At first glance, Laura House was a tad sceptical of the Foxfire Mountain House. Every detail is just-so, as though styled for the set of a one-act play about ditching the city for that fantasy cabin-in-the-woods scenario. Cue ruddy-cheeked guests in flannel. But quickly she realised that the Foxfire comes by its picture-perfect look and feel very honestly thanks to hosts Eliza Clark and Tim Trojian, who revamped and opened it in summer 2015…
On a visit last winter, I plonked down on the couch, fire blazing in the hearth, and chatted with Tim, a chef (among other things) about his experiences living off-the-grid in Upstate New York, as a chef on a Mississippi River cruise boat, and as a fishmonger in Chicago. Eliza, a similarly well-travelled former TV producer and director, now loves to pluck treasures from here and there to feather the Foxfire nest. The result of their adventurous spirit and natural curiosity all comes together to make a space that feels entirely sincere, and not at all for show. It’s probably best to have them describe how that all came about because it has been (and continues to be) a true labour of love. Throughout the eco-conscious renovation, they salvaged what they could, recycled, upcycled and sourced locally whenever possible.
What drew you to the property itself?
The building is more than 100 years old and just has a beautiful simplicity to it architecturally. I think the belfry on top is romantic, and had the look of vintage summer resorts that I’ve always loved. Tim loved the seemingly endless front veranda with columns.
You’re both so hands on. What projects are you most proud of or surprised by?
We’ve learned so much by trial and error. Foxfire has a lot of lovely old Moroccan tiles that we laid ourselves. We’re proud of that. It was a lot of lugging the concrete tiles from this place to that —heavy, dirty work—until we had patterns we liked. A lot of champagne was had to keep our courage up, I’ll admit! We’re big repurposers and thrifters, so the tiles were found as a big lot on Craigslist. That meant we didn’t know exactly how many we had of any one pattern, or even exactly how many we had overall. It took us a month, but it’s such a beautiful feature for the inn. Another DIY project was the concrete bar that Tim and a friend poured themselves. Every weekend, when the bar room is open and the restaurant is filled with guests, I’m happy to think it was a job that Tim figured out how to do and just went for it.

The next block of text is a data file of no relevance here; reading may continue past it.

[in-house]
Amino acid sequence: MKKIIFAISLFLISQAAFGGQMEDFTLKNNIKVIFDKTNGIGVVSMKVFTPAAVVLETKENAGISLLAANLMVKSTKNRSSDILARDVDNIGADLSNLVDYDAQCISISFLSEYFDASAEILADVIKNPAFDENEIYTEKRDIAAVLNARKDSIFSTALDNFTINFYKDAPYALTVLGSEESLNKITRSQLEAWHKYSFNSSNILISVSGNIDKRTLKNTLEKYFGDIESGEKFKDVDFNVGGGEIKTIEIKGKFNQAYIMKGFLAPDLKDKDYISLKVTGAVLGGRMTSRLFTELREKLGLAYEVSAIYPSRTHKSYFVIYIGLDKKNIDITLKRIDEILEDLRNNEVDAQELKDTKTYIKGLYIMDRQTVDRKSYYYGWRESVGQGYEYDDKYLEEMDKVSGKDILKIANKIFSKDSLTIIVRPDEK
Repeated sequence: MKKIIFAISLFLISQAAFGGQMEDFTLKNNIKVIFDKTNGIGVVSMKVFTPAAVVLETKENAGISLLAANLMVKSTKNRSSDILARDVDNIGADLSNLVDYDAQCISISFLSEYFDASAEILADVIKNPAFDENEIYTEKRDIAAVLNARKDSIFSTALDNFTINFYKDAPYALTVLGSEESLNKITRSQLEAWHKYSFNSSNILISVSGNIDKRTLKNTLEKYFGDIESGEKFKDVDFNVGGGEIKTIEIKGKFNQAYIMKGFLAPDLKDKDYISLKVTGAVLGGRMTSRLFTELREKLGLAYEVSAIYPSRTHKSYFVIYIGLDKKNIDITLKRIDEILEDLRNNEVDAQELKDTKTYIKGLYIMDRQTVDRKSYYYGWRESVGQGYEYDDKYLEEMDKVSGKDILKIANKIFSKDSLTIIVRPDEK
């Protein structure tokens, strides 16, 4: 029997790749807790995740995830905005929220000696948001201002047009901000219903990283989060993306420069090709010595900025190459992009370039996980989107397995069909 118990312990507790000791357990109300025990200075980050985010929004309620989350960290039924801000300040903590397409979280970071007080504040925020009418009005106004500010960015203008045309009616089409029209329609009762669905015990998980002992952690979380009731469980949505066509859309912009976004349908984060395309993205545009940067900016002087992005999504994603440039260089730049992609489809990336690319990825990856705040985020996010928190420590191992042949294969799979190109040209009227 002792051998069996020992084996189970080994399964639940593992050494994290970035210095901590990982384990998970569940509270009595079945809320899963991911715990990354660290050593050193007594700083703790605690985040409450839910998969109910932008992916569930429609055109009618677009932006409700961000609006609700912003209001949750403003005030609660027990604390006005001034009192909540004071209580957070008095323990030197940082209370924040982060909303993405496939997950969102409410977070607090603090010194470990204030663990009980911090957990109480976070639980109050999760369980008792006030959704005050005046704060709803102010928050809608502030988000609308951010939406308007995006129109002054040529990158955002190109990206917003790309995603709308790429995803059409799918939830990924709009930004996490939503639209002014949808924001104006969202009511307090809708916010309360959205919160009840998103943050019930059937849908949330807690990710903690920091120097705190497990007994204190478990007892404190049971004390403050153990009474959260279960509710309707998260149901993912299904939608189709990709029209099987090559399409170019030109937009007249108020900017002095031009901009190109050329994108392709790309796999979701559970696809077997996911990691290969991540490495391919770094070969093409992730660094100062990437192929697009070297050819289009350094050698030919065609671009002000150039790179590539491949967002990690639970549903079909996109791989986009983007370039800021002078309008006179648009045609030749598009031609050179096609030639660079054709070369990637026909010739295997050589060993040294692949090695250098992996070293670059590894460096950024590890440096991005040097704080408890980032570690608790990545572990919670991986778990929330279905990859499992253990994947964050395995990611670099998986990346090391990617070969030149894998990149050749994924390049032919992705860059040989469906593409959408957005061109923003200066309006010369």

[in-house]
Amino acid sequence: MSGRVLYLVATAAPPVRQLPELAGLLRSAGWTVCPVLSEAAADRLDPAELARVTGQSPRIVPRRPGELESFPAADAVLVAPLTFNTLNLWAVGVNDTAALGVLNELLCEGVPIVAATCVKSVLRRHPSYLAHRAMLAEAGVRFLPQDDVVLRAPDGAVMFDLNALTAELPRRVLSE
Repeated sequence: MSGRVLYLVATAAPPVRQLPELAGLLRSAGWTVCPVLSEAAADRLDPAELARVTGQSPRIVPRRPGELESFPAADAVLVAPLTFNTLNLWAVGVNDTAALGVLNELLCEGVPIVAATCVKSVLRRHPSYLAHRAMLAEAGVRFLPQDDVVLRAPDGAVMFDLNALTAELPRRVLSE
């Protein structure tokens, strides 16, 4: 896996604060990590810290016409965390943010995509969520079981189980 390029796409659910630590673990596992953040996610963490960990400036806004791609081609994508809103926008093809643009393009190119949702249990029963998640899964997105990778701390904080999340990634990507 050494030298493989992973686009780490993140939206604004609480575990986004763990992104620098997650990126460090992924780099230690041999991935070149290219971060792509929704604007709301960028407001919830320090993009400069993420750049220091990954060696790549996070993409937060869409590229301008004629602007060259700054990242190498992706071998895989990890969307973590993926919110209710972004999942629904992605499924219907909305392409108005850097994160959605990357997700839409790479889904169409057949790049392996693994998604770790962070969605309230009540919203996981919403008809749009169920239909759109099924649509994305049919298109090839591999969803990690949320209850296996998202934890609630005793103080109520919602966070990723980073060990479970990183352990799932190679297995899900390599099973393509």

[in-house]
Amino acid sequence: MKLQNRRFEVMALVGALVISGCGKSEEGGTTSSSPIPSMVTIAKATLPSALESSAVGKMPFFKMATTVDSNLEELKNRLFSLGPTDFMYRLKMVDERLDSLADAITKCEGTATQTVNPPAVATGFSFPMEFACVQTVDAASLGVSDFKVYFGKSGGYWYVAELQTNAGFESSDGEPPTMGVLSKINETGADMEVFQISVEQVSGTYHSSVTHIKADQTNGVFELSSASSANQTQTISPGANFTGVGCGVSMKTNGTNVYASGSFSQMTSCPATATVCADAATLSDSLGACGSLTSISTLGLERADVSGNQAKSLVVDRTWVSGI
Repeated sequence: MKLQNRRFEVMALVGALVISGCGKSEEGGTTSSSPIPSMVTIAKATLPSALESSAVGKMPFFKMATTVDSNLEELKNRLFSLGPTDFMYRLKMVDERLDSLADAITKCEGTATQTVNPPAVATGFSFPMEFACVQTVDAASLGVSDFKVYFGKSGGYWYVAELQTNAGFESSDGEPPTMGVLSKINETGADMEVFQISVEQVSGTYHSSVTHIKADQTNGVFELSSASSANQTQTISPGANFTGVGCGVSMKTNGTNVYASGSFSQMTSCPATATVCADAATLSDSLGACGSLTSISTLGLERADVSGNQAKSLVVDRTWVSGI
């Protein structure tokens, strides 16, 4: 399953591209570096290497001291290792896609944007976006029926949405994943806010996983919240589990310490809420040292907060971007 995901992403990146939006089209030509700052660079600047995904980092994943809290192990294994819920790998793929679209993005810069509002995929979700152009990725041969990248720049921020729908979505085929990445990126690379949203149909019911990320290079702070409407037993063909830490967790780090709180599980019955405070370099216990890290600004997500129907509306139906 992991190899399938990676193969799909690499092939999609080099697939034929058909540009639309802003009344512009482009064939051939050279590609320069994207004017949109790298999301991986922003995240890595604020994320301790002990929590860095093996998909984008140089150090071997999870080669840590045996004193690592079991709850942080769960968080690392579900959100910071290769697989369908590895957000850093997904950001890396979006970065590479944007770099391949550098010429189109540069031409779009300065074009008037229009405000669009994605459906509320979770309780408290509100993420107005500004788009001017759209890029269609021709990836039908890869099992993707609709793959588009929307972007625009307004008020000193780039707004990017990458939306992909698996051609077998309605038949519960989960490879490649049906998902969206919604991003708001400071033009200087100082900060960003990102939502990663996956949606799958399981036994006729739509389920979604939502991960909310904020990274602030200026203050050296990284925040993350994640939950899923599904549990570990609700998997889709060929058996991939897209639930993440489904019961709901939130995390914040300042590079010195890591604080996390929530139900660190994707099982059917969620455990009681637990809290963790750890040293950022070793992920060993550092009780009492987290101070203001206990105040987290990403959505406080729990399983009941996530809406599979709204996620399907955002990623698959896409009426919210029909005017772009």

Where do you source materials?
We find materials everywhere—including the side of the road! I often joke that we’re magpies picking up shiny things wherever we see them. We love Craigslist—the tiles and the mullioned windows that are on the pavilion, Habitat for Humanity’s ReStores, local flea markets and antique stores. We buy very little new.
Why do you think it’s important to create a space this way, rather than just going for shiny, new things out of the box?
Firstly, it’s budget friendly to shop vintage and salvaged items, and Tim and I wildly took on the renovation of the old inn on a shoestring budget. Secondly, it creates unique spaces because you have to be inventive with what you find. Most things are one-offs and you won’t see them everywhere else. We stick to natural materials and it gives the place soul. That sounds nutty. But our guests always say Foxfire has a good vibe—I think it comes from the care in choosing each piece and giving it new life. And finally, it just makes sense to reuse and recycle materials to be eco-friendly and a conscientious global citizen.
How is the restaurant entirely sincere, like your vision for the house is?
Love that question. The restaurant is all about real, fresh, simple ingredients that are sourced locally and are sustainable. The herbs and spice are creative, but everything else is rustic and natural.
What bedroom, nook or communal area is a favourite?
Tim loves the bar room. To him, there is nothing better than a room full of people enjoying good food and lively conversation. He made sure the kitchen wall had a window so he could look out when he’s cooking and see his food and space being used the way he always dreamed. I love the lounge with the stone fireplace that we found hidden behind drywall. It was the only good thing we found behind the walls when we renovated. The lounge is cozy and brings people together to just chill on the old velvet and leather sofas.
I know you hardly finish one project before moving onto the next... so what’s up next at Foxfire?
We have so many plans! We definitely want to expand on the property and we’d love to open other places, maybe at the shore or in the desert. We’ve learned too much, and we’re having too much fun not to do it again!